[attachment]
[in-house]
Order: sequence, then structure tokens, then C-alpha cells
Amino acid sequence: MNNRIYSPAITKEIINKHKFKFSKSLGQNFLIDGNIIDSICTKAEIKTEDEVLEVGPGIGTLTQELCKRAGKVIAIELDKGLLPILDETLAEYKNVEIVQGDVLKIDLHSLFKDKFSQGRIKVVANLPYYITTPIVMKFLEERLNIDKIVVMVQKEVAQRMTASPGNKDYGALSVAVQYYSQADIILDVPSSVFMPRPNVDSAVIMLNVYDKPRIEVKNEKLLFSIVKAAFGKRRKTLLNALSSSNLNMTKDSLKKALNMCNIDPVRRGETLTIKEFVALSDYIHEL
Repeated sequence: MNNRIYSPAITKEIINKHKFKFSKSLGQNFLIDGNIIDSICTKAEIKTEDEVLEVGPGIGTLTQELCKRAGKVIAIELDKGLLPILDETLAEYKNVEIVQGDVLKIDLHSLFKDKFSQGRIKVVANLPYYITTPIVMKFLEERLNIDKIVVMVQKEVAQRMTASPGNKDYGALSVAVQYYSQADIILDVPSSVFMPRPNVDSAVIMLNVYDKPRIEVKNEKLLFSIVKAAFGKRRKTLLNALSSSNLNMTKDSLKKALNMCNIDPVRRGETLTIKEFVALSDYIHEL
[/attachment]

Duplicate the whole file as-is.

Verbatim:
[in-house]
Order: sequence, then structure tokens, then C-alpha cells
Amino acid sequence: MNNRIYSPAITKEIINKHKFKFSKSLGQNFLIDGNIIDSICTKAEIKTEDEVLEVGPGIGTLTQELCKRAGKVIAIELDKGLLPILDETLAEYKNVEIVQGDVLKIDLHSLFKDKFSQGRIKVVANLPYYITTPIVMKFLEERLNIDKIVVMVQKEVAQRMTASPGNKDYGALSVAVQYYSQADIILDVPSSVFMPRPNVDSAVIMLNVYDKPRIEVKNEKLLFSIVKAAFGKRRKTLLNALSSSNLNMTKDSLKKALNMCNIDPVRRGETLTIKEFVALSDYIHEL
Repeated sequence: MNNRIYSPAITKEIINKHKFKFSKSLGQNFLIDGNIIDSICTKAEIKTEDEVLEVGPGIGTLTQELCKRAGKVIAIELDKGLLPILDETLAEYKNVEIVQGDVLKIDLHSLFKDKFSQGRIKVVANLPYYITTPIVMKFLEERLNIDKIVVMVQKEVAQRMTASPGNKDYGALSVAVQYYSQADIILDVPSSVFMPRPNVDSAVIMLNVYDKPRIEVKNEKLLFSIVKAAFGKRRKTLLNALSSSNLNMTKDSLKKALNMCNIDPVRRGETLTIKEFVALSDYIHEL